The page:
It is a personality trait characterized by a person's striving for flawlessness and setting excessively high performance standards, accompanied by overly critical self-evaluations and concerns regarding others' evaluations. -from Wikipedia
A disposition to regard anything short of perfection as unacceptable -Merriam-Webster Dictionary.
Perfectionistic people tend to aim for perfect and feel great if they reach perfection but more often fall short and feel like a failure. The feeling of failure stalks them and cries out even at 95% because of that missing 5%. If you have ever had the feeling that you focus on the one small piece negative feedback rather than the huge successful part, you have experienced this feeling.
Another aspect of perfectionism is rigid thinking. So, something is either perfect or not - there is no room for anything in between such as ‘good enough’ or ‘okay’. What this means is that there is tremendous pressure to do things ‘right’ (which is another rigid way of thinking) and huge negative emotions if anything is ‘wrong.’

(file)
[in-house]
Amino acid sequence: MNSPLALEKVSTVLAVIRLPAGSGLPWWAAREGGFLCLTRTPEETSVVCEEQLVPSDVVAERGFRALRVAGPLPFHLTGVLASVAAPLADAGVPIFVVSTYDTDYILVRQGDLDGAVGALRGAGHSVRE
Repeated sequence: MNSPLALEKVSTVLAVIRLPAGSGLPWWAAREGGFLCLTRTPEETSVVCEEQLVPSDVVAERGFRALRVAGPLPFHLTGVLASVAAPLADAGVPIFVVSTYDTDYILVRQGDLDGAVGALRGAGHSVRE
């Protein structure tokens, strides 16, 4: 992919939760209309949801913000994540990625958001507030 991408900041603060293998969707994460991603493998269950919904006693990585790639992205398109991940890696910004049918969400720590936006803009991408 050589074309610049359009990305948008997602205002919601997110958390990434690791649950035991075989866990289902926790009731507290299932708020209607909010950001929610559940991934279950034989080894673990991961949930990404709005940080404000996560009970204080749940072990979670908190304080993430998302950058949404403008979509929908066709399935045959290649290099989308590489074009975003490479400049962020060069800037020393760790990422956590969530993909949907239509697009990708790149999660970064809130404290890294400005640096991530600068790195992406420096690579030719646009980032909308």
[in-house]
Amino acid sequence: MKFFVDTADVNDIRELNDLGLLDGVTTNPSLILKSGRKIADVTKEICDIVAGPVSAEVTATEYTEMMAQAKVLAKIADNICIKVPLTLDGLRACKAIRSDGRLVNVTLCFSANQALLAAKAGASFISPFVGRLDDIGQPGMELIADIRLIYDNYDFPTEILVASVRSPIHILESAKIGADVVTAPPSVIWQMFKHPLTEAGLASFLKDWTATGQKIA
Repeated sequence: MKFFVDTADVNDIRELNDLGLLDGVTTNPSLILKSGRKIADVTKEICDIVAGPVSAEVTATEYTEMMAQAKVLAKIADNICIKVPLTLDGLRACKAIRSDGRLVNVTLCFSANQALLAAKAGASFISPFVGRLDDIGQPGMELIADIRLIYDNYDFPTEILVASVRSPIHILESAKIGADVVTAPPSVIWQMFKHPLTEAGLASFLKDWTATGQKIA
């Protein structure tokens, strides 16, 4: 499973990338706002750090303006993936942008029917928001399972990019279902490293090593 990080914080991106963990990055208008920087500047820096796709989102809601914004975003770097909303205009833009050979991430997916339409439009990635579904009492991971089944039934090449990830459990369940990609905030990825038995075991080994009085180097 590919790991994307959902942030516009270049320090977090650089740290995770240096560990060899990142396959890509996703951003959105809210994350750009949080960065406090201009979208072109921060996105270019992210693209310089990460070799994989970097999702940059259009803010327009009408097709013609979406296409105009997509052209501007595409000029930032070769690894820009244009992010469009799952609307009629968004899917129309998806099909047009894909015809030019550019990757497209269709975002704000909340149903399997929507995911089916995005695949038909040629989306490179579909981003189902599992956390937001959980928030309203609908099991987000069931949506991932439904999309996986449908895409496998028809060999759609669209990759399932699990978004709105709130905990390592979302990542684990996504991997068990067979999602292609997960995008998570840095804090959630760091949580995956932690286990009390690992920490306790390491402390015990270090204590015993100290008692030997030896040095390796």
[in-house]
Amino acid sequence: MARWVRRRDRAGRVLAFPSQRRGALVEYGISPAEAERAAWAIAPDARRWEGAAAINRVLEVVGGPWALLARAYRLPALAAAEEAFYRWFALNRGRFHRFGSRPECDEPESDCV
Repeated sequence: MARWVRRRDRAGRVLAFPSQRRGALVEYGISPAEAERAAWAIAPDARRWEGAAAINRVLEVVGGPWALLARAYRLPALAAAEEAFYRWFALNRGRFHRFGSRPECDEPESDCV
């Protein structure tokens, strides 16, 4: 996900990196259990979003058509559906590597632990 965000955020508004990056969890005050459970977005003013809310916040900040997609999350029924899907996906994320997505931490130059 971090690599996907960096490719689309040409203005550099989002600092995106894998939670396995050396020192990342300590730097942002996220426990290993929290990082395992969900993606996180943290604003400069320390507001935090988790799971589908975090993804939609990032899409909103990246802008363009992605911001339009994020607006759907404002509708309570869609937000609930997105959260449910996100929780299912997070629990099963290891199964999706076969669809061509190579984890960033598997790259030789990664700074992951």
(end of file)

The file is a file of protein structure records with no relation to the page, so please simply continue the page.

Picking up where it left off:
The more common aspects of negative feelings are depression, anxiety, or obsessing about things such as a project you have to work on, feedback someone else, worrying that something you said or did is somehow creating a catastrophe, and focusing on tiny details.
Perfectionistic type people come to therapy to work on things like body image, low self-esteem, feeling stressed out by performing at work and/or the relationships with coworkers or bosses, feeling unlikable or unlovable, battling failure feelings and disordered eating.
Change is a process. It takes time to change how we think, act and feel. Outside of therapy, you can work on setting time limits for how long you work on projects and allowing small mistakes. You can aim for 80% instead of 100%. You can ask yourself how much this matters in the grand scheme of things. And you can ask yourself if it would matter if a friend was telling you that it happened to them. There are some great tips on anxiety bc’s website about overcoming perfectionism. And of course, therapy can be immensely helpful in dealing with the negative and uncomfortable feelings that come up as you push yourself to change.